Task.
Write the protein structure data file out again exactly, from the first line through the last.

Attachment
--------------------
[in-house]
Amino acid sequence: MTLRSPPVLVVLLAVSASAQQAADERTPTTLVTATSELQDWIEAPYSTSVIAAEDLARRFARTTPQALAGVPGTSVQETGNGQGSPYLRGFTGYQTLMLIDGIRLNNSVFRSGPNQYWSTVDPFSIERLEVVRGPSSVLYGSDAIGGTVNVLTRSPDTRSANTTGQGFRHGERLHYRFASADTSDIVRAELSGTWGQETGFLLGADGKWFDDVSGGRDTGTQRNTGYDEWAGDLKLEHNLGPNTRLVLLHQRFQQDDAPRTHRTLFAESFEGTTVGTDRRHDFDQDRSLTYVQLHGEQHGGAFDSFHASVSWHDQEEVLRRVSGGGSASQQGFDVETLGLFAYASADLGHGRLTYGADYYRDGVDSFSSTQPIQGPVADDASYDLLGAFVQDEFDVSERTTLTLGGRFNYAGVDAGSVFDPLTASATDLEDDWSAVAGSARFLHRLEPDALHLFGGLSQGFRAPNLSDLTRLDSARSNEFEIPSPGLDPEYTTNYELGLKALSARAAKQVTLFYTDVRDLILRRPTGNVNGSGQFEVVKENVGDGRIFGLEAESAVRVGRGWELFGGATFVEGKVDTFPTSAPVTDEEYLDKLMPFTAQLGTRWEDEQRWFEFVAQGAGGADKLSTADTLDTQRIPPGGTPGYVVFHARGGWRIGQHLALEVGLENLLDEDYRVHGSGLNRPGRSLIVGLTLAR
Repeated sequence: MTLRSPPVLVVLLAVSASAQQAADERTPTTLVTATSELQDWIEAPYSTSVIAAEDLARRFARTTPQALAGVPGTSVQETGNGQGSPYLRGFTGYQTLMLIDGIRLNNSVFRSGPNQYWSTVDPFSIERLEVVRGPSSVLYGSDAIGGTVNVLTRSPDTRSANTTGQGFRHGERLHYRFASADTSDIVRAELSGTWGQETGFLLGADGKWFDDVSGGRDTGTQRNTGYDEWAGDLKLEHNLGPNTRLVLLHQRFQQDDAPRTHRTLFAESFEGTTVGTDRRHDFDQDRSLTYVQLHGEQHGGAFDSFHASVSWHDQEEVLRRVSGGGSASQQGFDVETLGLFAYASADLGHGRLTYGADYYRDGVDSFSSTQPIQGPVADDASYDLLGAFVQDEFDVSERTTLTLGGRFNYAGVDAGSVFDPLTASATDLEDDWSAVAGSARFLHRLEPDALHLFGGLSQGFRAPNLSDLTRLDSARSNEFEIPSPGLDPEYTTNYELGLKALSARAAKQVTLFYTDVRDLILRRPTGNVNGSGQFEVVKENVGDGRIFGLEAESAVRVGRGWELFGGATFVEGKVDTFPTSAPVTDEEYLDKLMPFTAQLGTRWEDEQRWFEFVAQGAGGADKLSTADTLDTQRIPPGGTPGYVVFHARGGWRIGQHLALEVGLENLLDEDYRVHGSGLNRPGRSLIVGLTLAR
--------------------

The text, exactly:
[in-house]
Amino acid sequence: MTLRSPPVLVVLLAVSASAQQAADERTPTTLVTATSELQDWIEAPYSTSVIAAEDLARRFARTTPQALAGVPGTSVQETGNGQGSPYLRGFTGYQTLMLIDGIRLNNSVFRSGPNQYWSTVDPFSIERLEVVRGPSSVLYGSDAIGGTVNVLTRSPDTRSANTTGQGFRHGERLHYRFASADTSDIVRAELSGTWGQETGFLLGADGKWFDDVSGGRDTGTQRNTGYDEWAGDLKLEHNLGPNTRLVLLHQRFQQDDAPRTHRTLFAESFEGTTVGTDRRHDFDQDRSLTYVQLHGEQHGGAFDSFHASVSWHDQEEVLRRVSGGGSASQQGFDVETLGLFAYASADLGHGRLTYGADYYRDGVDSFSSTQPIQGPVADDASYDLLGAFVQDEFDVSERTTLTLGGRFNYAGVDAGSVFDPLTASATDLEDDWSAVAGSARFLHRLEPDALHLFGGLSQGFRAPNLSDLTRLDSARSNEFEIPSPGLDPEYTTNYELGLKALSARAAKQVTLFYTDVRDLILRRPTGNVNGSGQFEVVKENVGDGRIFGLEAESAVRVGRGWELFGGATFVEGKVDTFPTSAPVTDEEYLDKLMPFTAQLGTRWEDEQRWFEFVAQGAGGADKLSTADTLDTQRIPPGGTPGYVVFHARGGWRIGQHLALEVGLENLLDEDYRVHGSGLNRPGRSLIVGLTLAR
Repeated sequence: MTLRSPPVLVVLLAVSASAQQAADERTPTTLVTATSELQDWIEAPYSTSVIAAEDLARRFARTTPQALAGVPGTSVQETGNGQGSPYLRGFTGYQTLMLIDGIRLNNSVFRSGPNQYWSTVDPFSIERLEVVRGPSSVLYGSDAIGGTVNVLTRSPDTRSANTTGQGFRHGERLHYRFASADTSDIVRAELSGTWGQETGFLLGADGKWFDDVSGGRDTGTQRNTGYDEWAGDLKLEHNLGPNTRLVLLHQRFQQDDAPRTHRTLFAESFEGTTVGTDRRHDFDQDRSLTYVQLHGEQHGGAFDSFHASVSWHDQEEVLRRVSGGGSASQQGFDVETLGLFAYASADLGHGRLTYGADYYRDGVDSFSSTQPIQGPVADDASYDLLGAFVQDEFDVSERTTLTLGGRFNYAGVDAGSVFDPLTASATDLEDDWSAVAGSARFLHRLEPDALHLFGGLSQGFRAPNLSDLTRLDSARSNEFEIPSPGLDPEYTTNYELGLKALSARAAKQVTLFYTDVRDLILRRPTGNVNGSGQFEVVKENVGDGRIFGLEAESAVRVGRGWELFGGATFVEGKVDTFPTSAPVTDEEYLDKLMPFTAQLGTRWEDEQRWFEFVAQGAGGADKLSTADTLDTQRIPPGGTPGYVVFHARGGWRIGQHLALEVGLENLLDEDYRVHGSGLNRPGRSLIVGLTLAR